Sleep Hacks and Myths

Over half of the population is not getting enough sleep[1], so the chances are that you have already googled ways to get a better night’s sleep. At Bensons for Beds, we’re dedicated to helping everyone everywhere get a better night’s sleep, whether that’s by providing pocket sprung mattresses and super king-size beds, or just by sharing some honest information about how you can improve your sleeping habits.

Unfortunately, there’s plenty of well-intentioned misinformation online. That’s why we’re here to dispel some sleep myths and offer some helpful hacks to ensure you rest a little easier.

Myths

Myth 1: Tryptophan-rich Foods Help You Sleep

A quick google search of ‘food and drink that helps you sleep’ will bring up tonnes of information about an amino acid called tryptophan. It does not occur naturally in the body, so you must consume it in foods like turkey, cheese, and yoghurt. This acid helps your brain produce serotonin; a chemical that governs mood balance and – indirectly – your sleep cycles.

Many nutritionists recommend eating meals rich in tryptophan to help with your internal body clock, but the science simply does not back up these claims. A Cambridge study found that it is difficult to change your blood tryptophan levels through your diet alone[2]. This is because foods can be rich in multiple proteins and acids which often crowd each other out. Which means that the tryptophan in your late-night turkey sandwich probably isn’t helping you drift off.

Myth 2: TV Helps You Fall Asleep

A lot of people like a movie to send them off, but the bluish light of your TV screen can reduce your brain’s capacity to produce melatonin – the chemical which controls our internal body clock[3]. Which unfortunately means, you should probably bin your late-night Netflix binges if you’re struggling to get to sleep at night.

Myth 3: 8 Hours Sleep is the Magic Number

We’re led to believe that we all need eight hours of sleep a night to stay alert and healthy, but that isn’t true for all of us. Web MD does recommend that adults get roughly 8 hours of sleep a night, while teenagers need closer to 10. Don’t be surprised at the length of time your infants spend in their beds either, it’s recommended they get as much as 16 hours of sleep a night[4]!

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Hacks

Hack 1: Carb-load Before Bed

A spike in your blood sugar a few hours before bed can massively speed up sleep onset[5]. So, the tryptophan in that turkey sandwich might essentially be wasted, but white bread roughly four hours before snuggling into your duvet can help reportedly help you get to sleep faster. See, there’s method in the mattress.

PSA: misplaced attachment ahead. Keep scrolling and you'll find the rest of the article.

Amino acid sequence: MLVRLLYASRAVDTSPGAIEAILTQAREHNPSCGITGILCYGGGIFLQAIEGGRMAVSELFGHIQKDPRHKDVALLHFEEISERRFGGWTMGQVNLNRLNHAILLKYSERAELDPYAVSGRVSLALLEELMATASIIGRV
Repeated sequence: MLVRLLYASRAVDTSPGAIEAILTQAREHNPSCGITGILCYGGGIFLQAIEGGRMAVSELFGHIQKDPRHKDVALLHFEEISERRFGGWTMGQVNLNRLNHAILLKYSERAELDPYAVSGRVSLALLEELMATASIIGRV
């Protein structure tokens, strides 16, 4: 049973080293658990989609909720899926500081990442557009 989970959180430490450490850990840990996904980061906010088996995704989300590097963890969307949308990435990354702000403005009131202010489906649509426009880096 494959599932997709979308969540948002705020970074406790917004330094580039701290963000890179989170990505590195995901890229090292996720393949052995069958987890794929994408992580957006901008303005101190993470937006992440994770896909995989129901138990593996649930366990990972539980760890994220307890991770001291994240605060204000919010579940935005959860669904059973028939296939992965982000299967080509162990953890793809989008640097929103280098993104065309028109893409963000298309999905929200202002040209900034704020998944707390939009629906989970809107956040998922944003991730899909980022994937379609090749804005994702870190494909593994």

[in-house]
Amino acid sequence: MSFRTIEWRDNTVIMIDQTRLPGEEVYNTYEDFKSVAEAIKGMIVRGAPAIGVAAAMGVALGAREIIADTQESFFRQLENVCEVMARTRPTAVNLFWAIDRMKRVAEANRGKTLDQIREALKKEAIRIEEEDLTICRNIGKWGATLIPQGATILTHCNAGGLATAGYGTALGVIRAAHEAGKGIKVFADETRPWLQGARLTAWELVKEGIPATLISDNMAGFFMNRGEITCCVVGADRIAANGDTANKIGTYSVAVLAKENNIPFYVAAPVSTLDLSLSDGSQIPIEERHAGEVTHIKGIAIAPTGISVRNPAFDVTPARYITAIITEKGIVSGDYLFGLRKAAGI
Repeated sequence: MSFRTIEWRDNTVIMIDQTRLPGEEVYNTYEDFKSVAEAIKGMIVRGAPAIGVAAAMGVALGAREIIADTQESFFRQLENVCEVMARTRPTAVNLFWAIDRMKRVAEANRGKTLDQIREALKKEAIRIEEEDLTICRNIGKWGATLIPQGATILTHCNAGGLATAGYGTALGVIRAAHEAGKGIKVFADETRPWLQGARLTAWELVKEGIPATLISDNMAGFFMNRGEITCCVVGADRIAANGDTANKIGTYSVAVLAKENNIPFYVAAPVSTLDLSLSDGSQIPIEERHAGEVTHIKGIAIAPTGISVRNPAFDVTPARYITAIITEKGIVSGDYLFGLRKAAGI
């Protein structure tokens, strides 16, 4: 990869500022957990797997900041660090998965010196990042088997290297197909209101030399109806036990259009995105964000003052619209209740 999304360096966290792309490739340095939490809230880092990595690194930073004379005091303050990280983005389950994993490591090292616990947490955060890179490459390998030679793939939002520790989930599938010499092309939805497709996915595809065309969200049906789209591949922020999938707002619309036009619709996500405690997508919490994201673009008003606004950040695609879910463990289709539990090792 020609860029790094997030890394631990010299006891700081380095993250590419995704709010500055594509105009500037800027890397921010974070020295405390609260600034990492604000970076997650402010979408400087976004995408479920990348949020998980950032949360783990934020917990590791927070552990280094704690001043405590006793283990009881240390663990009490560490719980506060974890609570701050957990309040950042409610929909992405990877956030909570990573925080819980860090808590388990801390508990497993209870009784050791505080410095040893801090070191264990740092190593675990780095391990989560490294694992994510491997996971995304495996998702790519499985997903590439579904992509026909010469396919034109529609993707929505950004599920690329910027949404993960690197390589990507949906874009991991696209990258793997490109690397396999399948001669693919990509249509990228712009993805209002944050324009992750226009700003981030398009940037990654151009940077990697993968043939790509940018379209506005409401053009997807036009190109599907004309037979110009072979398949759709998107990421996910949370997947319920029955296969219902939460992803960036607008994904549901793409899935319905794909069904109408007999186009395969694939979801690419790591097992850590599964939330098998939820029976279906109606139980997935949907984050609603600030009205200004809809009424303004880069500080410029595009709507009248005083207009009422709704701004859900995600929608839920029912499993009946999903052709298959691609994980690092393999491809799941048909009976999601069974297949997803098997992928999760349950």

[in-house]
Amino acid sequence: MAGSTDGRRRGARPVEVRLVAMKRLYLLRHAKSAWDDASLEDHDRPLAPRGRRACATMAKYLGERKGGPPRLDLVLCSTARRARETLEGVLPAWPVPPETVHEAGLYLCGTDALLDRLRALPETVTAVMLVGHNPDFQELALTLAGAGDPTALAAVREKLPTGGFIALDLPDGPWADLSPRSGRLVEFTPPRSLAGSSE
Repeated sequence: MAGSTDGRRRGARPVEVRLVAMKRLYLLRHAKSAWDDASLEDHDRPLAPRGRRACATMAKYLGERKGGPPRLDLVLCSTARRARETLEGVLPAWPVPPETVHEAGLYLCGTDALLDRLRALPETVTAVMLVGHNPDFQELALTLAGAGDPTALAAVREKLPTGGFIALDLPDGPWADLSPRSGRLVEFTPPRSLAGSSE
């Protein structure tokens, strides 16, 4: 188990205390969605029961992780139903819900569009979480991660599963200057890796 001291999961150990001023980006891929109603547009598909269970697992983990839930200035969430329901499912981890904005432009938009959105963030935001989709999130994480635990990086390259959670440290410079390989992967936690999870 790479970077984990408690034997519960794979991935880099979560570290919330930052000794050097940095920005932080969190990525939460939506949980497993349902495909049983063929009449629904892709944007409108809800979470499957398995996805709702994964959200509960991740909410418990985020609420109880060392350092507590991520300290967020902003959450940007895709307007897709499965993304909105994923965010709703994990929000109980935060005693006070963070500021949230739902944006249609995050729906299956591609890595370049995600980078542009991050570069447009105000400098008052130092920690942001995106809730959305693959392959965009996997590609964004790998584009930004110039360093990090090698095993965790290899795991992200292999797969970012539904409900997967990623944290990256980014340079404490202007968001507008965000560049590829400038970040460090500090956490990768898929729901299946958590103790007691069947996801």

Hack 2: TV Can Help You Wake Up

Invert the previous process and you can use the bluish light of your TV screen to wake up more abruptly. It’s not as healthy as gradually waking up with a softer light, but it’s good news on those mornings when you want to make use of your snazzy TV bed.

Hack 3: Track Your Sleep

According to our Big Sleep Report, as much as 18% of the population are already tracking their sleep using dedicated hardware and apps. This phenomenon analyses the way you sleep, collecting data on your sleep cycles to wake you up during your lightest phase of sleep, making it easier for you to climb off your comfortable mattress in the morning.

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Bensons for Beds, helping you get a better night’s sleep.

References

[1] https://www.bensonsforbeds.co.uk/sleep-report

[2] https://www.cambridge.org/core/journals/acta-neuropsychiatrica/article/tryptophan-and-depression-can-diet-alone-be-the-answer/C67380382436D6FB603473B786178178

[3] https://www.scientificamerican.com/article/q-a-why-is-blue-light-before-bedtime-bad-for-sleep/

[4]https://www.google.co.uk/url?sa=t&rct=j&q=&esrc=s&source=web&cd=9&cad=rja&uact=8&ved=0ahUKEwjO_t_1v-HYAhVDZ1AKHSAAAsYQFghNMAg&url=https%3A%2F%2Fwww.m.webmd.boots.com%2Fa-to-z-guides%2Fsleep-requirements&usg=AOvVaw0p9faTSW2F3iq7kMqP9CKx

[5]https://www.google.co.uk/url?sa=t&rct=j&q=&esrc=s&source=web&cd=2&cad=rja&uact=8&ved=0ahUKEwizsI_iu-HYAhVRKFAKHWfqDMsQFggsMAE&url=https%3A%2F%2Fwww.webmd.com%2Fsleep-disorders%2Fnews%2F20070214%2Fcarbs-may-help-you-fall-asleep-faster&usg=AOvVaw3wLNC-Jbr6aTlMhlzsrjB7

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